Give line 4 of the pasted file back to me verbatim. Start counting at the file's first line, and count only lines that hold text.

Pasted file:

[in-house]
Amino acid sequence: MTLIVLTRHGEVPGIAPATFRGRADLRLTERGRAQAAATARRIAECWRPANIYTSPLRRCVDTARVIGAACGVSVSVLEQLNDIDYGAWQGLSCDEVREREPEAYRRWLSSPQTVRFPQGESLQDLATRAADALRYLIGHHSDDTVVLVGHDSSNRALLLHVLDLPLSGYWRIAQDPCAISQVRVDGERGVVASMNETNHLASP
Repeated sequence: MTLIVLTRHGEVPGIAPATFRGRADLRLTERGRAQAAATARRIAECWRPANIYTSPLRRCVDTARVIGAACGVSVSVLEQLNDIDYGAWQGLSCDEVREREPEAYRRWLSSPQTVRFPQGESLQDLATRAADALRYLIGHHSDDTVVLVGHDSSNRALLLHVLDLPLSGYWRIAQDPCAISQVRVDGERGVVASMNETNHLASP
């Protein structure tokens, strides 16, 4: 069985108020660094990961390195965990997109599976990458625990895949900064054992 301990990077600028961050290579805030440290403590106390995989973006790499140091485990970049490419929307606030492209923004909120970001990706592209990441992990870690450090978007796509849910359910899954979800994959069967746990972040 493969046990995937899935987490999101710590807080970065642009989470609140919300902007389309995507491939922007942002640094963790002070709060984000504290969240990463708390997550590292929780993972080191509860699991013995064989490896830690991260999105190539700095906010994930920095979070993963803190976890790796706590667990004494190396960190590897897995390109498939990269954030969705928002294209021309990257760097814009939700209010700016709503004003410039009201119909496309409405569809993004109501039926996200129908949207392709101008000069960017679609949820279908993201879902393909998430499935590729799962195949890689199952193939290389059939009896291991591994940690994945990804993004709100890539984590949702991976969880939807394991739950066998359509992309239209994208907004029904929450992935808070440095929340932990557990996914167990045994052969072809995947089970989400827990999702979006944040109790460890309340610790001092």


């Protein structure tokens, strides 16, 4: 069985108020660094990961390195965990997109599976990458625990895949900064054992 301990990077600028961050290579805030440290403590106390995989973006790499140091485990970049490419929307606030492209923004909120970001990706592209990441992990870690450090978007796509849910359910899954979800994959069967746990972040 493969046990995937899935987490999101710590807080970065642009989470609140919300902007389309995507491939922007942002640094963790002070709060984000504290969240990463708390997550590292929780993972080191509860699991013995064989490896830690991260999105190539700095906010994930920095979070993963803190976890790796706590667990004494190396960190590897897995390109498939990269954030969705928002294209021309990257760097814009939700209010700016709503004003410039009201119909496309409405569809993004109501039926996200129908949207392709101008000069960017679609949820279908993201879902393909998430499935590729799962195949890689199952193939290389059939009896291991591994940690994945990804993004709100890539984590949702991976969880939807394991739950066998359509992309239209994208907004029904929450992935808070440095929340932990557990996914167990045994052969072809995947089970989400827990999702979006944040109790460890309340610790001092």